Preventing water crises
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Preventing water crises

Terrible damage to aquatic ecosystems

The situation is worse than we thought – not only in the case of coral reefs, but also in freshwater fish populations.

A new study has shown that in contrast with earlier beliefs, the microorganisms that build coral reefs can die out in a matter of days rather than months due to the warming of the seas.

In a joint study by the University of Newcastle in Britain, Australia’s James Cook University, The University of Technology Sydney and the US National Oceanic and Atmospheric Administration, scientists used CT scans of coral reefs to analyse the impact of heat waves on the coral, and they were surprised to see extremely rapid dissolution of coral skeletons.

The situation is tragic not only for coral reefs: a study by the Leibniz Institute in Berlin has shown that since 1977, freshwater megafauna has declined by 88 percent. The highest declines were observed in the Indomalaya (South and Southeast Asia, the southern part of China) and the Palearctic (Europe, North Africa and most of Asia) realms, and the larger fish species are particularly affected: the populations of sturgeons and salmon have dropped by 94 percent. Overfishing and the radical reduction in the number of free-flowing rivers are the two main threats.

The latest studies show that aquatic wildlife is declining much faster than previously thought
Photo: Shutterstock
Further information: AFP

Corals back from the dead discovered in the Mediterranean Sea

For the first time ever, living polyps were discovered in Mediterranean coral colonies that were previously thought to be completely dead by researchers who published their finding in the periodical Science Advances.

Oceans absorb massive quantities of carbon dioxide

The oceans play a very important role in controlling Earth’s climate. New research has shown that the planet’s five oceans absorb much more carbon dioxide, one of the gases responsible for the greenhouse effect, than previously thought.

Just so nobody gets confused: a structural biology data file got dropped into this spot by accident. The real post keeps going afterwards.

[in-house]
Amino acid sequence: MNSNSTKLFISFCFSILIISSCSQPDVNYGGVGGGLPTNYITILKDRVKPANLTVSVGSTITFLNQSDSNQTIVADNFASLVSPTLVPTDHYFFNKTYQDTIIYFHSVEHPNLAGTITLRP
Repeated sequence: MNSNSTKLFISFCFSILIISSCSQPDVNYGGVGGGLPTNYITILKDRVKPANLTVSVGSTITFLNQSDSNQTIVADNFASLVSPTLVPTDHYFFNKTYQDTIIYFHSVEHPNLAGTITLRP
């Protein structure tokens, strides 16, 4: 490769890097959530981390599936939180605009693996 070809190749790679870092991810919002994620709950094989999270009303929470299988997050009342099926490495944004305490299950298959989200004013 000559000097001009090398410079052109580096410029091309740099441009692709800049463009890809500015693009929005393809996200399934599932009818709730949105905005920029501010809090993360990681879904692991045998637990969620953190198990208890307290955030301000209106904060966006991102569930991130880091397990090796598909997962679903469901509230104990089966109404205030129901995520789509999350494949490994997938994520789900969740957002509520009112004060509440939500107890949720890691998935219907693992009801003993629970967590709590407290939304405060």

Temperatures in Israel increase by 0.25 degrees Celsius per decade

According to a study published in the International Journal of Climatology, Israel’s average temperature has been rising continuously since the proclamation of the Middle Eastern state in 1948, but over the last thirty years the rate of warming has also increased.

Temperatures increase much faster than global average in the Mediterranean region

Temperatures are rising much faster than the global average in the region of the Mediterranean Sea, and this represents a threat to the food and water resources of the region, researchers have warned in a new study.

Fates, faces, contrasts

The news about climate refugees are alternating sequences of frightening numbers and apocalyptic landscapes that obscure the real face of the problem: the disfigured human fates.

Climate change causing great damage to UK wildlife

More than a quarter of all mammals are threatened with extinction.

Several hundred temperature records broken in 2019

Between 1 May and 30 August, higher than ever temperatures have been measured in 29 countries, on almost 400 occasions in the Northern Hemisphere.

The perishing glaciers of the Alps – shown from a special perspective

The French falconer Jacques-Olivier Travers has surveyed the glaciers of the Alps using a camera attached to a white-tailed eagle.

The Polarstern sets off on a unique expedition frozen to an ice floe

The ice floe that the German research boat will be attached to as it drifts around the Arctic for almost a year on the most important Arctic expedition ever has been selected.

September 2019 the warmest so far

Data from European climate researchers indicates that this year’s was the warmest September since the Copernicus Climate Change Service began keeping regular records of meteorological data in 1981.